Politics too, is experiencing a similar compression in time. So, Narendra Modi’s first 100 days are already being seen as a verdict on his government. A 100 days is just over 14 weeks.
A five-year majority government is expected to last around 260 weeks. Are we being a shade premature in assessing Modi as Prime Minister? Maybe we are, but when a 24 x 7 news cycle makes today’s news tomorrow’s history, then a public figure has to be prepared for instant judgements.
Modi’s Independence Day speech in a way was a breakthrough moment. Until then, there was a growing concern that a man who perhaps spoke a tad too much during his campaign was now worryingly silent. Modi was chosen Prime Minister because he offered change, not continuity.
He was meant to break the status quo. After a decade of a prime minister in silent mode, the Indian voter was looking for a leader who would constantly communicate with them, who would bring the same energy and innovation that his campaign rhetoric had promised.
The first few weeks suggested that Modi was still struggling to come to terms with life at 7 Race Course Road.
The Cabinet selection was disappointing: There was little that could be described as brave and fresh in his choice of ministers.
No attempt was made to bring in lateral entrants or inject a certain meritocracy into a government which is desperately short of talent. Instead, the general impression was that Modi is intent on bringing his Gujarat model of a highly centralised chief minister’s office to the PMO.
Long presentations by bureaucrats cannot be a substitute for political action and it appeared that Modi was falling back on his instincts of trusting the babus more than he did his fellow-netas.
In the first 100 days, there are numerous stories, some possibly apocryphal, of how the Prime Minister has been watching over his ministers, giving them very little elbow room to operate.
The authoritarian streak in Modi was seen to reflect in a government whose ministers were constantly looking over their shoulder to see if they were being tailed. Only Arun Jaitley was seen as a minister who Modi trusted enough to allow relative independence.
And even Jaitley’s first budget didn’t match the expectations: It was widely seen as a play safe economic statement, lacking ambition or the big idea. Which is why the Independence Day speech was an important marker.
It was, in a sense, the ideal platform for Modi to express himself: He revels in any moment that allows for oratorical flourish and direct communication with the voter bypassing the political system.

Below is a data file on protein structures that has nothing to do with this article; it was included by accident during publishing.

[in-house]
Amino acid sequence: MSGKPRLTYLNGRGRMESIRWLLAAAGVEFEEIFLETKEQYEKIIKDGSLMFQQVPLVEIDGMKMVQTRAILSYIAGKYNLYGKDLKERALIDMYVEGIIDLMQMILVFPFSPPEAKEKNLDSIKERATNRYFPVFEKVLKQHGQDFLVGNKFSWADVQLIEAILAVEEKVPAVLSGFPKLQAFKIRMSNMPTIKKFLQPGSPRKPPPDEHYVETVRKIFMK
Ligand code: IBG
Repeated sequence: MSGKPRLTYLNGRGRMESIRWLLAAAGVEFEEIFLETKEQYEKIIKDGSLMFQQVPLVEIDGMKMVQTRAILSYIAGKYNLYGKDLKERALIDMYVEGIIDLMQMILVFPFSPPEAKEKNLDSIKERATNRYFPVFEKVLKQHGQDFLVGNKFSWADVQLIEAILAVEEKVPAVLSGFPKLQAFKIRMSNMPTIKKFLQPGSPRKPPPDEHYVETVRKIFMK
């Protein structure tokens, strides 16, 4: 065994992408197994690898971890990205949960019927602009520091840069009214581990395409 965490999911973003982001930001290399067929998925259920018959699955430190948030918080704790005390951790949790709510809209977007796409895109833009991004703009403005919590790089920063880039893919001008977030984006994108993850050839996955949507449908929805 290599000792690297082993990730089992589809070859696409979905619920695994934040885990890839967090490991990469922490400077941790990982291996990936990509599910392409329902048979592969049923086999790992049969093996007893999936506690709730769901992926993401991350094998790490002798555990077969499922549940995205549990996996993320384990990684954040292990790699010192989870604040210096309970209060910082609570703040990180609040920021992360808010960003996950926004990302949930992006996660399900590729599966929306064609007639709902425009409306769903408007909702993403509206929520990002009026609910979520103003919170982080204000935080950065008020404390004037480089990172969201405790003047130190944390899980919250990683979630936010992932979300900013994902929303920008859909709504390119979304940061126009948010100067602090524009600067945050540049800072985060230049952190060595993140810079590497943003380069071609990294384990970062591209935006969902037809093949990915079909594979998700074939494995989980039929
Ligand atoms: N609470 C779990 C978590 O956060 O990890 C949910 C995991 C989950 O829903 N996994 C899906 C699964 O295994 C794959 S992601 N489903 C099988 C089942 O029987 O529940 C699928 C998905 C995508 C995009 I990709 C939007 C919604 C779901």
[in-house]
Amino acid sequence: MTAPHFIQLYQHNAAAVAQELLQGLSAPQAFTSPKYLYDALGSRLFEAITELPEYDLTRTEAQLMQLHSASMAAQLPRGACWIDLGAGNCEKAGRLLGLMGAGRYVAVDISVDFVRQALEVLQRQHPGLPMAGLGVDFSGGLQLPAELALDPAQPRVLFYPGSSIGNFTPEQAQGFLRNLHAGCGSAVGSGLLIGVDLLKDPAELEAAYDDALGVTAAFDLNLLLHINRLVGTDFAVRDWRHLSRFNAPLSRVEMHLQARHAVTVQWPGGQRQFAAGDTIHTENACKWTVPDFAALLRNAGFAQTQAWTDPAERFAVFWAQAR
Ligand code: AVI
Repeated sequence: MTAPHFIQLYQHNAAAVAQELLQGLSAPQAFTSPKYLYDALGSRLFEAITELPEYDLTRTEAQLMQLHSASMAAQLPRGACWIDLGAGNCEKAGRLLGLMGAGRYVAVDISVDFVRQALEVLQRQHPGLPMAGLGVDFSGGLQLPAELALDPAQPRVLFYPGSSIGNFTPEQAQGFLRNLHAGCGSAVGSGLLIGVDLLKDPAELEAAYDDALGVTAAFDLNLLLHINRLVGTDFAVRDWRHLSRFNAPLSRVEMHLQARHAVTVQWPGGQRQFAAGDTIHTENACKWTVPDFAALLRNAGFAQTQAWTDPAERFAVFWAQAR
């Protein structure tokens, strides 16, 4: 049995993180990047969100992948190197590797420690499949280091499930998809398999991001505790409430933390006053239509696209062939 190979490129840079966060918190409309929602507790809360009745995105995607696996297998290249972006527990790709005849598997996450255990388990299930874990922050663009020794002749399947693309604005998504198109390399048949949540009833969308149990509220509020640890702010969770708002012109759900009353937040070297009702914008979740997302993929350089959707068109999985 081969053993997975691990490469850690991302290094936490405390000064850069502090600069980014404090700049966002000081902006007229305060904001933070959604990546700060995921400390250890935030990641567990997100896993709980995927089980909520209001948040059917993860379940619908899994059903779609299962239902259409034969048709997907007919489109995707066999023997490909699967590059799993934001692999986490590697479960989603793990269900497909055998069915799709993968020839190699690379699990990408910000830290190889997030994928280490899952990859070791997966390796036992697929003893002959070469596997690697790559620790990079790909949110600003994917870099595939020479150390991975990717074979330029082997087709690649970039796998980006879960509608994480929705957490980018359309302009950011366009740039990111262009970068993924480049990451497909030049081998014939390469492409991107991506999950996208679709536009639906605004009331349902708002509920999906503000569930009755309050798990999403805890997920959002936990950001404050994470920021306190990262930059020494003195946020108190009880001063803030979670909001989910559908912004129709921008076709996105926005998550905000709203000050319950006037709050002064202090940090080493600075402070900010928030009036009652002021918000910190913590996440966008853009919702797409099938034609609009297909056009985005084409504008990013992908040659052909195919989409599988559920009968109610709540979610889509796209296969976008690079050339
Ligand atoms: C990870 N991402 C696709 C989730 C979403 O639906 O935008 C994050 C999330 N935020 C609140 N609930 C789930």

That he called himself a “sewak” was typical Modi: It was an attempt to try and project himself as an outsider in Delhi’s VIP culture, almost a harkback to the ‘chaiwallah’ card that he played so successfully in the 2014 election campaign.
By making sanitation and toilet-building a key element of his speech, he effectively changed the terms of what constitutes ‘nation building’.
Prime ministers like to see their Red Fort interventions as reflecting a lofty idealism: In reality, they are tedious speeches which list out a litany of statistics and projects that are couched in bureaucratic language.
Modi, on the other hand, was, literally, calling for a ‘back to the basics’ approach. The idea of a toilet in every school is revolutionary because it calls for a shift in priorities: It is both an indictment and a call to action for a nation that aspires to be on the global high table but where millions have to still defecate under the open skies.
That Modi has linked his ‘Clean India’ campaign to the Mahatma’s 150th birth anniversary celebrations in 2019 is brilliant symbolism: There can be no better tribute to the Father of the Nation than a drive to clean up our streets.
But of equal significance was Modi’s appeal for a 10-year moratorium on divisive politics.
At a time when RSS chief Mohan Bhagwat seeks to impose his view of Hindutva on the nation, when ministers in a BJP government in Goa openly talk of a ‘Hindu nation’, where parts of Uttar Pradesh are on the boil because of communal tension, will the prime minister’s message be heeded by members of his sangh parivar?
Modi is not a ‘Hindu Hriday Samrat’ any longer: He is the Prime Minister of India with the executive authority to rein in anyone who chooses to impose a majoritarian worldview on the Indian people. Which is why his fine words must be followed by firm and concrete action to convince the sceptics that Modi will not be a prisoner of his origins.
This is the real test then for Modi the Prime Minister. There is enough reason to believe in the first 100 days that this is a Prime Minister who will not be bound by convention, who wants to break free of political correctness and tradition.
But does he have it in him to also rise above his own past, one that was reared in the nursery of the Sangh’s ideological dogmas? There is much of the Nehruvian consensus that should be challenged: Modi’s desire to re-invent the Planning Commission, for example, must be seen as a welcome move to discard economic models which have faltered.
But an astute prime minister would also realise that Nehru’s commitment to a secular ethos needs to be treasured: Can Modi rise up to the challenge?
Post-script: Modi’s commitment to ‘cleaning up’ India will be best tested in his Varanasi constituency. If he can bring hygiene to Kashi’s putrefying streets, he will truly have delivered on his Independence Day message.
(Rajdeep Sardesai is a senior journalist. The views expressed by the author are personal.)